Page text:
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Pilot who fled Afghanistan as a child now gives hope to Afghan refugees flying to America

Pilot who fled Afghanistan as a child now gives hope to Afghan refugees flying to America

'A lot of them told me that they were proud of me,' he said, 'and that I gave them hope that the future will be bright.'

Zak Khogyani has seen many incredible and unforgettable sights in his lifetime. From the Antelope Canyon in Northern Arizona to the Cliffs of Moher in Ireland, the 53-year-old United Airlines pilot—who is also a talented photographer—has spent a good portion of his life exploring and experiencing the many wonderous spectacles created by Mother Nature. However, the sight that touched his heart the most was one he stumbled upon while volunteering on a nine-hour flight to the US last summer. Gazing at the anxious faces of Afghan children fleeing their homes with their parents, Khogyani realized he was staring back at a younger version of himself.



 

"I was nine years old when I experienced similar circumstances," Khogyani, who has been a pilot for United Airlines for 27 years, told CNN. "It all came rushing back. It was harder than I thought." Back when he was a young boy in Afghanistan, Khogyani's father governed three provinces in the country while his grandfather was a judge and a senator. However, a shift in the country's political climate led to a rise in death threats against his family and they had to immediately leave the place they called home. Khogyani still remembers the tense car ride to Kabul airport. All he had with him that day was one small bag.



 

"The atmosphere was very heavy," Khogyani recalled. "Nobody said very much. My mother had not told me that we would leave the country." These memories lay heavy on his mind when the Taliban seized control of Afghanistan in August and the Pentagon called on the Civil Reserve Air Fleet to help supply commercial planes for the emergency evacuation of Americans and Afghan allies. He wrote to the CEO of United Airlines, volunteering to help, and was given permission to join the airlift.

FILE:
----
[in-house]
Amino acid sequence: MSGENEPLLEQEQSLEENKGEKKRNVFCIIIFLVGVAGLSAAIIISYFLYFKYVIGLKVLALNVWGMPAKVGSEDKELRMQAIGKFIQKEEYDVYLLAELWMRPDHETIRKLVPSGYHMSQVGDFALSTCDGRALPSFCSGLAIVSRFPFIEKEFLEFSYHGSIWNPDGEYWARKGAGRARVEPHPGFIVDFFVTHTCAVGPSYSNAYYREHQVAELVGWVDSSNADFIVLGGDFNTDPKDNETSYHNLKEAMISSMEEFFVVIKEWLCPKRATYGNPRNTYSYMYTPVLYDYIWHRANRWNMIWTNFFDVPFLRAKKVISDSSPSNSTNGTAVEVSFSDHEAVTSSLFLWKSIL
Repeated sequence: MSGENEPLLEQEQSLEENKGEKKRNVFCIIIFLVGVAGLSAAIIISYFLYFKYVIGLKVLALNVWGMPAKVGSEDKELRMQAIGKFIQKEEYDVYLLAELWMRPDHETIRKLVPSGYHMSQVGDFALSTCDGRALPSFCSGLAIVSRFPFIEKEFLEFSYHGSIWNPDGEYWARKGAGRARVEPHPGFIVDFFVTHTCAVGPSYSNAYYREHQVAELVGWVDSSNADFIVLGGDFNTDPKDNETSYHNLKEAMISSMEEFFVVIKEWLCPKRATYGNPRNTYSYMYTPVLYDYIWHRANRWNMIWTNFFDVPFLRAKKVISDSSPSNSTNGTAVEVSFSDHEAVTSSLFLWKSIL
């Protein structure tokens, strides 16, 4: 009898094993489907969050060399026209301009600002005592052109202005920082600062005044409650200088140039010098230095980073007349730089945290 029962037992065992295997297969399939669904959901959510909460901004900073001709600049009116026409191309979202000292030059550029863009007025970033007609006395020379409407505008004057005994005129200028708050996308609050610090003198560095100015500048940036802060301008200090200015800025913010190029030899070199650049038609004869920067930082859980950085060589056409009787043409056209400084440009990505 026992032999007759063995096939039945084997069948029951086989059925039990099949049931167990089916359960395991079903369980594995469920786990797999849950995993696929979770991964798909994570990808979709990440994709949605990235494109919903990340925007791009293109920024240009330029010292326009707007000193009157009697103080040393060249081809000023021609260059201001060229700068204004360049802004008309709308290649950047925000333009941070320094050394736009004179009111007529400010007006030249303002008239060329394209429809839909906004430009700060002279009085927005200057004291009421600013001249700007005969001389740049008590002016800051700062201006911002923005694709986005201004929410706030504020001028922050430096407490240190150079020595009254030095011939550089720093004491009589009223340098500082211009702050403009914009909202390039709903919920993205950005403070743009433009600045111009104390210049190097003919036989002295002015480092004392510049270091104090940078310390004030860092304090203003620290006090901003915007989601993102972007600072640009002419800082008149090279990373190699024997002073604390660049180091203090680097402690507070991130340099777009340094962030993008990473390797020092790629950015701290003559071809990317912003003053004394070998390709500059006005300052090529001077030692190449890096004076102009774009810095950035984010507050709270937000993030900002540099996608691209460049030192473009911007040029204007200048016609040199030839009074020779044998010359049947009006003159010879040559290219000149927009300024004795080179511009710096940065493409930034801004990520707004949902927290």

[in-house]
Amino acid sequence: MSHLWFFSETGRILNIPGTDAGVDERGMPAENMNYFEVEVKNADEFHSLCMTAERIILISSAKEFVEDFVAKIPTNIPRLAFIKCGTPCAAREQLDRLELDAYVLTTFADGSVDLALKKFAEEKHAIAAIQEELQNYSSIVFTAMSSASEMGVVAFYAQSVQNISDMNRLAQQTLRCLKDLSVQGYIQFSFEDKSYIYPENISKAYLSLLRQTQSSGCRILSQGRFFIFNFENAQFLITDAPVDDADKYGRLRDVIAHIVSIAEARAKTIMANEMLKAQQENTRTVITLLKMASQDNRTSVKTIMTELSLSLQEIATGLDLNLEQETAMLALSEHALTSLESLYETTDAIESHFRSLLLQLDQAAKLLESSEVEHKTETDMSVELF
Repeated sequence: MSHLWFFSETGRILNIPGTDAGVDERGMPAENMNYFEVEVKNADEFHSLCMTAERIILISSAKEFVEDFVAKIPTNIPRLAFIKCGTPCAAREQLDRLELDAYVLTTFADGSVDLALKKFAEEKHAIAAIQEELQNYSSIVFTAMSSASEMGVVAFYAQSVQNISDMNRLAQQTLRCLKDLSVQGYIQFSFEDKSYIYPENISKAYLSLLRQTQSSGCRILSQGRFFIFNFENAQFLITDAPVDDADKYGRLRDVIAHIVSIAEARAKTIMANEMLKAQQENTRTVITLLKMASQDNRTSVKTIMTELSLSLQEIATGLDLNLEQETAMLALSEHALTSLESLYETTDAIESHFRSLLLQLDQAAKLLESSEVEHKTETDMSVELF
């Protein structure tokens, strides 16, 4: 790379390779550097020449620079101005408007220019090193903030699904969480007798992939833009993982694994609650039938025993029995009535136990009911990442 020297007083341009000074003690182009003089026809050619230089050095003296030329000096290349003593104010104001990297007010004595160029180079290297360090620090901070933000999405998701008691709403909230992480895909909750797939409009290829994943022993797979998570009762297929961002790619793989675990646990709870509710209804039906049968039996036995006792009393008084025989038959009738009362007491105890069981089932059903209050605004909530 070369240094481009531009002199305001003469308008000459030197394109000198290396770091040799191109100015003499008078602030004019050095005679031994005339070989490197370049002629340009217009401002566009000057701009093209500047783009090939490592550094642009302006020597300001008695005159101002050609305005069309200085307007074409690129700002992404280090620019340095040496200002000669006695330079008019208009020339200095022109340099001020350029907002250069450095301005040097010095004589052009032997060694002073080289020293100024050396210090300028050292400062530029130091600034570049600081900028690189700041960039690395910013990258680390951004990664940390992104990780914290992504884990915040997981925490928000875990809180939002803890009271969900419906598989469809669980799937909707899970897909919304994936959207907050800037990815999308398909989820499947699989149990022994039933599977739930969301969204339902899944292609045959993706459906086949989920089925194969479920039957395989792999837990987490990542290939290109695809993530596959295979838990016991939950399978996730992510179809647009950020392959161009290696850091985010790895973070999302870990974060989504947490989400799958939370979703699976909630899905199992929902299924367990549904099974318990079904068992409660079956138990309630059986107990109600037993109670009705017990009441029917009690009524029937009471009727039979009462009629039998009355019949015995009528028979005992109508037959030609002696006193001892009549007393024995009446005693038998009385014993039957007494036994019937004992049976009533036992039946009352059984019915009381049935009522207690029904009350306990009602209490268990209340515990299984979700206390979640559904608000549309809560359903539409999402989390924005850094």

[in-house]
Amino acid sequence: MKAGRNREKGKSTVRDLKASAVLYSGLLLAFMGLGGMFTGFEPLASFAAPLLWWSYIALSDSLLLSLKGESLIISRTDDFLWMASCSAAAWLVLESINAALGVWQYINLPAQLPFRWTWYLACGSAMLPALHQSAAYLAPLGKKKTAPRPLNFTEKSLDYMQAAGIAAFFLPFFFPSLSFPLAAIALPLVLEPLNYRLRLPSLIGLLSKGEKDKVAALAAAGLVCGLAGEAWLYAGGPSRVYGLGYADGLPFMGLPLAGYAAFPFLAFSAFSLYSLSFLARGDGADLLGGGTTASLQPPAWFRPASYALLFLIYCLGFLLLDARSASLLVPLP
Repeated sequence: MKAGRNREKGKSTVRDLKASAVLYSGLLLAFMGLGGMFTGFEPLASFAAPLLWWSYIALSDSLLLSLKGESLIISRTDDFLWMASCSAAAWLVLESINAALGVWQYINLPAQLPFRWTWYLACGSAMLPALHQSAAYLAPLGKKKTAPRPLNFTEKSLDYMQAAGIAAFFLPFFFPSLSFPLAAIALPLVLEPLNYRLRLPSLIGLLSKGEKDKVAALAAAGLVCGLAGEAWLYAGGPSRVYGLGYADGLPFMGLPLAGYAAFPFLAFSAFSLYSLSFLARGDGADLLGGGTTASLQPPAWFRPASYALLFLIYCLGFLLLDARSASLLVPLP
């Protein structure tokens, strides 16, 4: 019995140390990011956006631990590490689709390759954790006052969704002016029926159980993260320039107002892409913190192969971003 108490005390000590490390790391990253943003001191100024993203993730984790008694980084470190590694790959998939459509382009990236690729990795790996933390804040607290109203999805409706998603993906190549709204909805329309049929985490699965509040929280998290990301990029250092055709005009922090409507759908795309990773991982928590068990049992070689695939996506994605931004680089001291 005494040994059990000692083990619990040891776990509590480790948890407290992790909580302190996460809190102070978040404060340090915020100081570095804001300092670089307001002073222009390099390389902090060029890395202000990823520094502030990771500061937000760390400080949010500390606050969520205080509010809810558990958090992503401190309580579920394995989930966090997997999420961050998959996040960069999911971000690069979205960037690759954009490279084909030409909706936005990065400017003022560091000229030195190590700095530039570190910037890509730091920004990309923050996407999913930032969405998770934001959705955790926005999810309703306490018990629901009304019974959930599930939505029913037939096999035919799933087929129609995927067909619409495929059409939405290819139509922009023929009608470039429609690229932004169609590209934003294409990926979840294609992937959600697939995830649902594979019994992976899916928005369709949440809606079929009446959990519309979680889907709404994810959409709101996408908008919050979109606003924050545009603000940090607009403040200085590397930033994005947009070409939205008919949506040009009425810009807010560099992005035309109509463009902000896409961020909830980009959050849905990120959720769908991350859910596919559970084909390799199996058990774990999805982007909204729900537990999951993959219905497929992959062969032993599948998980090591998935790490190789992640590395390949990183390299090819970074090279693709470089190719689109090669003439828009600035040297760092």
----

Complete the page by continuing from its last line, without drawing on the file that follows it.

Khogyani flew to an airbase in Germany to meet the evacuees, who had been flown there from Kabul. Over the next nine days, he accompanied 1000 Afghan passengers on three flights from Europe to the United States. Aside from serving as an interpreter for the refugees, he also became a symbol of a more hopeful future for them. He stood at the boarding gate and greeted them in Pashto, their own language. "Welcome," he told them. "I hope you come joyfully." He vividly remembers how the refugees went through a myriad of emotions—surprise, confusion and then, relief—before bombarding him with questions about their future.



 

Although Khogyani tried his best to help, he knew there were some questions he could not answer. One of the most important ones: the sorrow of leaving family members behind. "I never saw my grandparents again," he said. "I never saw most of my extended family, and I know they face the same future." He also revealed that there was one remark that kept coming up during his conversations with Afghans on the flights. "A lot of them told me that they were proud of me," he said, "and that I gave them hope that the future will be bright."



 

Khogyani, who lives in Phoenix, Arizona, with his wife and their twin 14-year-olds, revealed that he has taught his sons about their heritage and Afghan values such as dignity, humility and hospitality. "You will never meet an Afghan who is willing to give up," he shared. He plans to donate half of the proceeds he earns from the sale of his photographs this year to charities that benefit refugees. "The United States is the land of opportunity," Khogyani said. "If you are willing to work hard no one is going to stop you from having what you want to achieve." Bob Miller, a United Airline pilot and friend of Khogyani's believes that his dear friend is the "preeminent example of the American dream." Knowing Khogyani's journey, Miller is optimistic about the Afghan refugees' futures in the US. "It really is the beginning for those Afghan refugees," Miller said. "They came to America with just the clothes on their back, but that's not the end of it."

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